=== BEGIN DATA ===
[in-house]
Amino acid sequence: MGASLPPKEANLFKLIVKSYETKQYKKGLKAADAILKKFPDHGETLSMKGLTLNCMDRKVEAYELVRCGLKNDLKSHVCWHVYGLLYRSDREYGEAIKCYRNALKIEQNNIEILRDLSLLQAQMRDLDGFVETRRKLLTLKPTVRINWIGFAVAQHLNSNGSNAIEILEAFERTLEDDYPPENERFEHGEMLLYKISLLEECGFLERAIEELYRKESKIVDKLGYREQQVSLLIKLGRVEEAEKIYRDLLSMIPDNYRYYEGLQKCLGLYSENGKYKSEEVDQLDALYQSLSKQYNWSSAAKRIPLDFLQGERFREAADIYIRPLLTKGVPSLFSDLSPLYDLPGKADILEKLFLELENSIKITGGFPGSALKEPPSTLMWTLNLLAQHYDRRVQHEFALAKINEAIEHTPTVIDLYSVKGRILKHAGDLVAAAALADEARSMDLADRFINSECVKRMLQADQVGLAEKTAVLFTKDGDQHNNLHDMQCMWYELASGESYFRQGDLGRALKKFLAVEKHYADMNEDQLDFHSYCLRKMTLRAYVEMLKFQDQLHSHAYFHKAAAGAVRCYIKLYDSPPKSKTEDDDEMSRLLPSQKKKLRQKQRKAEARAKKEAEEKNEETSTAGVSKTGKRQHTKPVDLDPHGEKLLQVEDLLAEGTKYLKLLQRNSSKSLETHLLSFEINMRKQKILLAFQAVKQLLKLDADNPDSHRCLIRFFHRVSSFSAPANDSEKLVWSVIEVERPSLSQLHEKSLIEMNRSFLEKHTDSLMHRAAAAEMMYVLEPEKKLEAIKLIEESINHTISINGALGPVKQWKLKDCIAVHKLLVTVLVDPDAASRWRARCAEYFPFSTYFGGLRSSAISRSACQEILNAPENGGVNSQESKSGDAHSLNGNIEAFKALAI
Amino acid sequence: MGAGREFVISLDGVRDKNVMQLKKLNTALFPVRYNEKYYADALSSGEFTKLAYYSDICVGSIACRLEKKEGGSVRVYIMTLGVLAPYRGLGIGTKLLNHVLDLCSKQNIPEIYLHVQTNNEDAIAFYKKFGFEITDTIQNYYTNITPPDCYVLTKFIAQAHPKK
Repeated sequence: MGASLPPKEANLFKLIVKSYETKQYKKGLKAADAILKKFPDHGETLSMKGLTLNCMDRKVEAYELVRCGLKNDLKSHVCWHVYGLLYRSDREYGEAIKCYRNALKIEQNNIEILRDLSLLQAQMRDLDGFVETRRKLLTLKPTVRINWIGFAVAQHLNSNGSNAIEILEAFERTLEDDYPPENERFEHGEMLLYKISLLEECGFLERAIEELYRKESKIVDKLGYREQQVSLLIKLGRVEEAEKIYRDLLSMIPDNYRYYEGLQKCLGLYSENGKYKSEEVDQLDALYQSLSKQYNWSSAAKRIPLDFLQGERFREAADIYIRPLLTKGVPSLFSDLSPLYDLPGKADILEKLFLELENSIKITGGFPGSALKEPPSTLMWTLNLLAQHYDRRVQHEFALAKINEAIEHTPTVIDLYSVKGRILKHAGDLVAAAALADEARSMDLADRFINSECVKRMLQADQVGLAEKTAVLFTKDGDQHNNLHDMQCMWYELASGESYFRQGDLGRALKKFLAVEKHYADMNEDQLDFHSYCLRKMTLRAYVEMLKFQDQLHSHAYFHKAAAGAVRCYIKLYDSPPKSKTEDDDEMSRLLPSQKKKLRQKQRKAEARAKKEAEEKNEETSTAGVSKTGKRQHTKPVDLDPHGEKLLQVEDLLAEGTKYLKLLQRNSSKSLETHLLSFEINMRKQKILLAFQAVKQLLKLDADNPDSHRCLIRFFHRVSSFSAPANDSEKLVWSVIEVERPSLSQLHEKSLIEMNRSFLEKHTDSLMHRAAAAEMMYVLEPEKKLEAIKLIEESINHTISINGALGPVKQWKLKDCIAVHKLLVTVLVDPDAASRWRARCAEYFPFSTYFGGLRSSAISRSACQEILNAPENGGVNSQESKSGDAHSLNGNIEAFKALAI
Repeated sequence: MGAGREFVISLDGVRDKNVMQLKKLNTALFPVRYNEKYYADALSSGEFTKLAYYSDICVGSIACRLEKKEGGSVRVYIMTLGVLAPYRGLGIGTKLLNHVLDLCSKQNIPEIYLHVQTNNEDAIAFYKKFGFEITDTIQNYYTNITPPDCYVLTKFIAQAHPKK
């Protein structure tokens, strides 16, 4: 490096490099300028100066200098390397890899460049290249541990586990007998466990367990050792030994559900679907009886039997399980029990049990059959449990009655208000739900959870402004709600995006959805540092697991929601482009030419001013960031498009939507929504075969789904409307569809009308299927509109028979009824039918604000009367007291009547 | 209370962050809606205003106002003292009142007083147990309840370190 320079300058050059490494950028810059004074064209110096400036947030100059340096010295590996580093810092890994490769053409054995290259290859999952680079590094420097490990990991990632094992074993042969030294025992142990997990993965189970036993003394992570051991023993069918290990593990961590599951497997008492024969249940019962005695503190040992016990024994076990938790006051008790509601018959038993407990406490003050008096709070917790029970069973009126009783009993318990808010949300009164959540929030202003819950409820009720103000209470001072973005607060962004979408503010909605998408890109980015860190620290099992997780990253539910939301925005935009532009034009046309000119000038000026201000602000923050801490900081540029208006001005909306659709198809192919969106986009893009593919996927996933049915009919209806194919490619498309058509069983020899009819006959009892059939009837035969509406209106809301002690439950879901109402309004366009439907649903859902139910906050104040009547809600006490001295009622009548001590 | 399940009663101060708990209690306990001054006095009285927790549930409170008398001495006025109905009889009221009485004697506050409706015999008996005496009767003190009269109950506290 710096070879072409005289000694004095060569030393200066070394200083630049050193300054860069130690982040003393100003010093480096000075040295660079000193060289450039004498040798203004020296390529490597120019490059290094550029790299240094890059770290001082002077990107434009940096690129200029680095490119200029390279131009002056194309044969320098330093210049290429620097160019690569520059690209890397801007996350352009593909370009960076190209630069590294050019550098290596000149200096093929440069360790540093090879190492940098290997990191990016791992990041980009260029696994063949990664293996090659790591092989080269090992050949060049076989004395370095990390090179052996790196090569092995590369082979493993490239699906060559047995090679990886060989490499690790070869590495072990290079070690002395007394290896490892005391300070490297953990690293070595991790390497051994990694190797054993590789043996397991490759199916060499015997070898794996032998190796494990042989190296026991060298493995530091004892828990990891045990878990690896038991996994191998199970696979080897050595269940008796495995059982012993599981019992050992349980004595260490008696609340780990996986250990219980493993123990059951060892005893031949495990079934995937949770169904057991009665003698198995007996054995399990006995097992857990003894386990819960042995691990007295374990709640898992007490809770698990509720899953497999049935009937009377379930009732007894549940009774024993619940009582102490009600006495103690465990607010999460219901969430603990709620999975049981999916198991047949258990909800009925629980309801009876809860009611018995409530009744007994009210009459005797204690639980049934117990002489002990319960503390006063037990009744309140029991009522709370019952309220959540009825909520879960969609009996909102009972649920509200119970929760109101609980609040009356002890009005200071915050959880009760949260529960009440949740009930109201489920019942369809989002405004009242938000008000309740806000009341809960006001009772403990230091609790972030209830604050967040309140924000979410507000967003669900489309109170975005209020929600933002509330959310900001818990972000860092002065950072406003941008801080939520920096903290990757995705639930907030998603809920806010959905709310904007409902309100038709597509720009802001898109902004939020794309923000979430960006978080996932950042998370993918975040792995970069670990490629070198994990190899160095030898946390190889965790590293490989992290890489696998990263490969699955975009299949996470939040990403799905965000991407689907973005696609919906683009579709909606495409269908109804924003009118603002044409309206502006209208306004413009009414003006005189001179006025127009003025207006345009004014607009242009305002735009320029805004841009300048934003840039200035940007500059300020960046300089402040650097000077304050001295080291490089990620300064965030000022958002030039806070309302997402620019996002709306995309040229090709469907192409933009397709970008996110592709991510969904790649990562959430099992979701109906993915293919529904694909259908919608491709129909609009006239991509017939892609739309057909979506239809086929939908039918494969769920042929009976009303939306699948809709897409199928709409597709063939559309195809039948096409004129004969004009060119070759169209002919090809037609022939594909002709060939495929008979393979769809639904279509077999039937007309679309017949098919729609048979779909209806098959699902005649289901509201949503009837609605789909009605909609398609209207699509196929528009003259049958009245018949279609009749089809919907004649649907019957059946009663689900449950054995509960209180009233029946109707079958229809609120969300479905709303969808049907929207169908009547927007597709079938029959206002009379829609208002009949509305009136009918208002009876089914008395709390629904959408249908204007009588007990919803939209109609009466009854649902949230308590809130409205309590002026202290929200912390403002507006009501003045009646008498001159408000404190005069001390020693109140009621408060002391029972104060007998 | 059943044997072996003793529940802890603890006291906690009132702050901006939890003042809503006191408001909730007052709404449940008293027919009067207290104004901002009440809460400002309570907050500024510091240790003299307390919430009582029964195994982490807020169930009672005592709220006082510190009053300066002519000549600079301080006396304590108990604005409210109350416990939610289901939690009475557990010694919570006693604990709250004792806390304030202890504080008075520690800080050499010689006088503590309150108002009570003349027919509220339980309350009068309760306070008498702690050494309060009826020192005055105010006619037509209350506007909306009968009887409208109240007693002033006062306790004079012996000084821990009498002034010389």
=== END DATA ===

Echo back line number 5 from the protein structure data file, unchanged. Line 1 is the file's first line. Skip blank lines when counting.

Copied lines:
Repeated sequence: MGAGREFVISLDGVRDKNVMQLKKLNTALFPVRYNEKYYADALSSGEFTKLAYYSDICVGSIACRLEKKEGGSVRVYIMTLGVLAPYRGLGIGTKLLNHVLDLCSKQNIPEIYLHVQTNNEDAIAFYKKFGFEITDTIQNYYTNITPPDCYVLTKFIAQAHPKK